Alco-frolicks

… or perhaps that should be frolicking with alcohol? Certainly my local Tesco thinks I have been making free with the spirits lately. And that would not be spirits of the supernatural variety. No. I have taken to buying vast quantities of the cheapest sorts of vodka, brandy, rum and even whisky. Which is a drink I despise. Coupled with my propensity to fall down, I am gaining something of a reputation. However, the truth of the matter is, it is not just things jam-like that I have been obsessing over.

Yesterday, I shared with you the adventures of my Currant Shrub. Well, they were not so much adventures, as consolation for valiantly wading through my self-pitying wallow. Thank you so much for your kind comments, both here and elsewhere. I enjoyed my misery. It was fun while it lasted but I will do my utmost to remain resolutely good-humoured in future. Excellent. Good to know. Back to the alcohol.

Having set the Currant Shrub to strain yesterday, I measured 500ml of juice so decided to experiment with two batches. One I have mixed with white rum, and for the other I have used dark. I would have used brandy but discovered that I used all that up in the Cherry Ratafia. I dare not return for more alcohol to Tesco just yet as on Monday I bought 2 litres of vodka, 1 litre of gin, 1 bottle of white rum, 1 bottle of sparkling wine, 6 mini bottles of rosé, 2 bottles white wine and 6 bottles of ale. I shall let you know of the results. Of the Shrub that is. The results of that amount of alcohol needs no feedback. Currently (pun intended!), it is sitting in its jars having turned to a sludgy gel. Something to do with pectin levels. And science stuff.

Anyway, more alco-frolicking was to be had in my garden. Along with the redcurrants in the garden, we also have some raspberry canes. They vary in their productivity but this year they have been pretty good so far with the promise of more to come. I am delighted with the following recipe for several reasons. First, because it only uses 200g of raspberries rather than a billion and one kilos which always seems to be the case when I am waiting, admittedly somewhat impatiently, for my fruit to ripen. Secondly, because it doesn’t need to lie down in a darkened room and be pampered for months, or even be ignored, before it is ready. It will be ready for drinking in a mere 7-10 days. Hurrah! My other reasons are very trivial. I like its colour. I love saying its name. Try saying it. It sort of explodes in the mouth like a fit of the giggles. It sounds frivolous and fun. In fact, exactly the sort of drink I would choose for a spot of alco-frolicking! I am looking forward to trying it with champagne cocktails. Yum.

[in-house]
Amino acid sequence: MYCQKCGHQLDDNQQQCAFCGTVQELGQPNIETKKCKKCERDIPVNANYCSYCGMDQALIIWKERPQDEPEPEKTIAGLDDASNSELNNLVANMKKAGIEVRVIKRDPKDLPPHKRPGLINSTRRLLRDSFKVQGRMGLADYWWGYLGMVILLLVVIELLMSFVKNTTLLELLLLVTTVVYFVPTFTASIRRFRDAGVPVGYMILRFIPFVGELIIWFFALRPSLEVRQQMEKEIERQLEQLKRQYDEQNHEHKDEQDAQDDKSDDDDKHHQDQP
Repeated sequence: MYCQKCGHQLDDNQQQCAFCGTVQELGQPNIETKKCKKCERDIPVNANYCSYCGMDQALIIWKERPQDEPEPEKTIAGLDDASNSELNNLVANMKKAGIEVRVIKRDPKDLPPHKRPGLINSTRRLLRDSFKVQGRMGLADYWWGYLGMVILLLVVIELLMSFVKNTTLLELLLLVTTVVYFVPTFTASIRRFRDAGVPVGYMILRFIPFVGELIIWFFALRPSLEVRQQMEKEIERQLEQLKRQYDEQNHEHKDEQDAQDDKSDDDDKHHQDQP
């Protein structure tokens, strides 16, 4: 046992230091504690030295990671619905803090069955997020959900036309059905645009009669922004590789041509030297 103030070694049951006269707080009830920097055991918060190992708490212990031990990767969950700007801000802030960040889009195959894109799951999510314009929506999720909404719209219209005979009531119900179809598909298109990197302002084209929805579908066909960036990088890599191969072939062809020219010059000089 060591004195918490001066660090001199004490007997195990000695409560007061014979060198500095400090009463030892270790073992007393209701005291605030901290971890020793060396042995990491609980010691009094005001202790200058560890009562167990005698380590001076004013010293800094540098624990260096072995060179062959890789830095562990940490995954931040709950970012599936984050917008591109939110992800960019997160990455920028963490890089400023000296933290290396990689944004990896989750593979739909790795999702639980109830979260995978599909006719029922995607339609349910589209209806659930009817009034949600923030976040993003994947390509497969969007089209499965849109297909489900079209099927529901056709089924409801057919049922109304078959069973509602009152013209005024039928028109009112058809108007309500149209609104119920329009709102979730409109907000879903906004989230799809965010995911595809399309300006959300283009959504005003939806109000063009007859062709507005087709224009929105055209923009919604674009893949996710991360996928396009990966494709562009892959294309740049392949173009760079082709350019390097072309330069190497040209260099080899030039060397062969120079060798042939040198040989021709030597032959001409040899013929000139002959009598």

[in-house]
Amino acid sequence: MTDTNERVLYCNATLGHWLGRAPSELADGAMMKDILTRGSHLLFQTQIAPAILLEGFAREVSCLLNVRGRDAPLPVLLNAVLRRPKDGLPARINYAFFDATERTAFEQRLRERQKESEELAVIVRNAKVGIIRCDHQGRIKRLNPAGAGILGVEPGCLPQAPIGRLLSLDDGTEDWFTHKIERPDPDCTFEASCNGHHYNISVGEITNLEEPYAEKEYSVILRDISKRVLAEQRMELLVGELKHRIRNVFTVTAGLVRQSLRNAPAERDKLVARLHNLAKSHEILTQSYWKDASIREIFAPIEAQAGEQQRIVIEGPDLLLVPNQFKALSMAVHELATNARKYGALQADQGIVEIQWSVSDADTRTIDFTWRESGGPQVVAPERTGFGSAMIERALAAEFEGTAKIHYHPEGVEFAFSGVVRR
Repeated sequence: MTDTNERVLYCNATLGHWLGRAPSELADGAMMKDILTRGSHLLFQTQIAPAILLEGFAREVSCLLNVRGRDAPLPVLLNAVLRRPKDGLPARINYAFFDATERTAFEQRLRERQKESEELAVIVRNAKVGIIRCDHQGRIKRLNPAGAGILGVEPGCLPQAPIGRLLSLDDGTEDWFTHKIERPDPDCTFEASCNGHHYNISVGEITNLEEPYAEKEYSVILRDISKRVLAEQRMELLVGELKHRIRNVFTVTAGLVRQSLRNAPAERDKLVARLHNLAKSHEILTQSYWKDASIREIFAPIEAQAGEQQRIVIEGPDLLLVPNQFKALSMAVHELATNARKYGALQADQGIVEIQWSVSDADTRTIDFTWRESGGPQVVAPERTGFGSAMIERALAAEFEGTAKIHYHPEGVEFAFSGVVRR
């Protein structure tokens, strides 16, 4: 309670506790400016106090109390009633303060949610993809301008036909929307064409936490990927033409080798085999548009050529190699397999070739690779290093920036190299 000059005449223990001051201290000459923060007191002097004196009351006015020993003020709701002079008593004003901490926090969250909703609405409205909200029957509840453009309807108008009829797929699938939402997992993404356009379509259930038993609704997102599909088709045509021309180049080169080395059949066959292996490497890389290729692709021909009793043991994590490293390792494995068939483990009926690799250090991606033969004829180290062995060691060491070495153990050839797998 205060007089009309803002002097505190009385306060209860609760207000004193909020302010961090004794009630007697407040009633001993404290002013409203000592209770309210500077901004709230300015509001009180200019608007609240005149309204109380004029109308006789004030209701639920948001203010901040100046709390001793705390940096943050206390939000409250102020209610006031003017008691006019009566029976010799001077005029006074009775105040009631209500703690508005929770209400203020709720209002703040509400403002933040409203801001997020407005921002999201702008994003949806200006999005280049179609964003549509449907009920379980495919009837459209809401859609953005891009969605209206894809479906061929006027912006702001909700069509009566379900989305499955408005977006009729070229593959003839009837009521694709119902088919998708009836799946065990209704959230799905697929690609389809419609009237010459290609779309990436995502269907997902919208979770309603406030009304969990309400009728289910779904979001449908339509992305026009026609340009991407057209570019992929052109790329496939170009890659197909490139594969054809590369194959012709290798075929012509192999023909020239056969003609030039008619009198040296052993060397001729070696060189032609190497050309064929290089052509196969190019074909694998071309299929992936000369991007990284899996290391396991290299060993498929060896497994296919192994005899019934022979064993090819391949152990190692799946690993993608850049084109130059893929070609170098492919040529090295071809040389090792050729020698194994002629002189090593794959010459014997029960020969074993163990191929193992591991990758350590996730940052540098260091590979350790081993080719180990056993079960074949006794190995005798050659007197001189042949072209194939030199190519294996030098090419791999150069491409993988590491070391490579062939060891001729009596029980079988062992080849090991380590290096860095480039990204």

Raspberrycello

200g raspberries

750ml vodka

200g granulated sugar

Put all the ingredients in a jar. Seal and leave to infuse for 2 weeks, inverting or shaking the jar every few days to redistribute the fruit and sugar.

Pour into a sieve and strain into a jug, putting the raspberries to one side. Taste for sweetness adding more sugar as required. Pour into sterilised bottles and store in the freezer for ice-cold drinking.

Use the vodka spiked raspberries as a pudding. Try on their own or as a base for crème brûlée.

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6 thoughts on “Alco-frolicks

  1. With all that lovely alcohol around you could try alcofrolic jellies – I made perry and cider jelly for Easter and they’re quite refreshing. The proprtion in my recipe was three ‘leaves’ of gelatine to 500ml of liquid – boil 100ml of the liquid and melt the gelatine in it, then add the remainder of the cold liquid and allow to set.

    Eating a dainty jelly seems so much more respectable than glugging a pint!!!

  2. Must try that, Sue. I attempted to leave a reply yesterday via my phone but it got eaten at the last minute – how rude! It did strike me that it would be less than respectable if you made individual jellies in pint glasses …?!

  3. Pingback: More alco-frolicking & Rhubarb Schnapps « 'I know a bank where the wild thyme grows'

  4. Pingback: Jam, Jelly & Rellish by Ghillie James | 'I know a bank where the wild thyme grows'

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